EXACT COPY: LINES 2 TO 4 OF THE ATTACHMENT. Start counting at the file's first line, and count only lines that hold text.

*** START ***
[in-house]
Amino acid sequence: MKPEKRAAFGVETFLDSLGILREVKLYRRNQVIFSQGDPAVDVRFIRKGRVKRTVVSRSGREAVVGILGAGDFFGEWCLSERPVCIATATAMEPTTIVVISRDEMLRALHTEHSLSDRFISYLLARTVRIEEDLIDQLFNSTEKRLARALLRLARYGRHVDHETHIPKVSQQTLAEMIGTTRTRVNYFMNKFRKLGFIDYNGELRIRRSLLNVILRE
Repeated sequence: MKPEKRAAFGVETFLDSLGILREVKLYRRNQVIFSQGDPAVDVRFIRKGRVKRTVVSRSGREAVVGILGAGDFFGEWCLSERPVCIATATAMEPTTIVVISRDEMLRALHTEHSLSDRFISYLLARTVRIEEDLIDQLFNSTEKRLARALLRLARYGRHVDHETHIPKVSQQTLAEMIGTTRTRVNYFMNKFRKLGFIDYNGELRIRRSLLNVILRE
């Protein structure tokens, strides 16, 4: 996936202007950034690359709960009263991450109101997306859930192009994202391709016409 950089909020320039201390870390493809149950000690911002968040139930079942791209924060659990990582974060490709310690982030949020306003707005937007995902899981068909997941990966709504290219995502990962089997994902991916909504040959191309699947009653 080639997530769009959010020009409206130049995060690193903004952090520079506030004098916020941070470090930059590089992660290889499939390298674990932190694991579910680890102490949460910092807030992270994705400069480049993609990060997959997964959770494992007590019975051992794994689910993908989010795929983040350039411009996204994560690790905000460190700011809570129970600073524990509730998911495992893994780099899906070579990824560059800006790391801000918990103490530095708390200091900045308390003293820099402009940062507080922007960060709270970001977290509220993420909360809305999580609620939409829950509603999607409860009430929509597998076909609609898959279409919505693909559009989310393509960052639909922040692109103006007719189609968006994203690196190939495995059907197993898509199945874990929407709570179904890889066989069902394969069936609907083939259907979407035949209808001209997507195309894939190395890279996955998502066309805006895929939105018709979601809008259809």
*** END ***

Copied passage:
Amino acid sequence: MKPEKRAAFGVETFLDSLGILREVKLYRRNQVIFSQGDPAVDVRFIRKGRVKRTVVSRSGREAVVGILGAGDFFGEWCLSERPVCIATATAMEPTTIVVISRDEMLRALHTEHSLSDRFISYLLARTVRIEEDLIDQLFNSTEKRLARALLRLARYGRHVDHETHIPKVSQQTLAEMIGTTRTRVNYFMNKFRKLGFIDYNGELRIRRSLLNVILRE
Repeated sequence: MKPEKRAAFGVETFLDSLGILREVKLYRRNQVIFSQGDPAVDVRFIRKGRVKRTVVSRSGREAVVGILGAGDFFGEWCLSERPVCIATATAMEPTTIVVISRDEMLRALHTEHSLSDRFISYLLARTVRIEEDLIDQLFNSTEKRLARALLRLARYGRHVDHETHIPKVSQQTLAEMIGTTRTRVNYFMNKFRKLGFIDYNGELRIRRSLLNVILRE
């Protein structure tokens, strides 16, 4: 996936202007950034690359709960009263991450109101997306859930192009994202391709016409 950089909020320039201390870390493809149950000690911002968040139930079942791209924060659990990582974060490709310690982030949020306003707005937007995902899981068909997941990966709504290219995502990962089997994902991916909504040959191309699947009653 080639997530769009959010020009409206130049995060690193903004952090520079506030004098916020941070470090930059590089992660290889499939390298674990932190694991579910680890102490949460910092807030992270994705400069480049993609990060997959997964959770494992007590019975051992794994689910993908989010795929983040350039411009996204994560690790905000460190700011809570129970600073524990509730998911495992893994780099899906070579990824560059800006790391801000918990103490530095708390200091900045308390003293820099402009940062507080922007960060709270970001977290509220993420909360809305999580609620939409829950509603999607409860009430929509597998076909609609898959279409919505693909559009989310393509960052639909922040692109103006007719189609968006994203690196190939495995059907197993898509199945874990929407709570179904890889066989069902394969069936609907083939259907979407035949209808001209997507195309894939190395890279996955998502066309805006895929939105018709979601809008259809």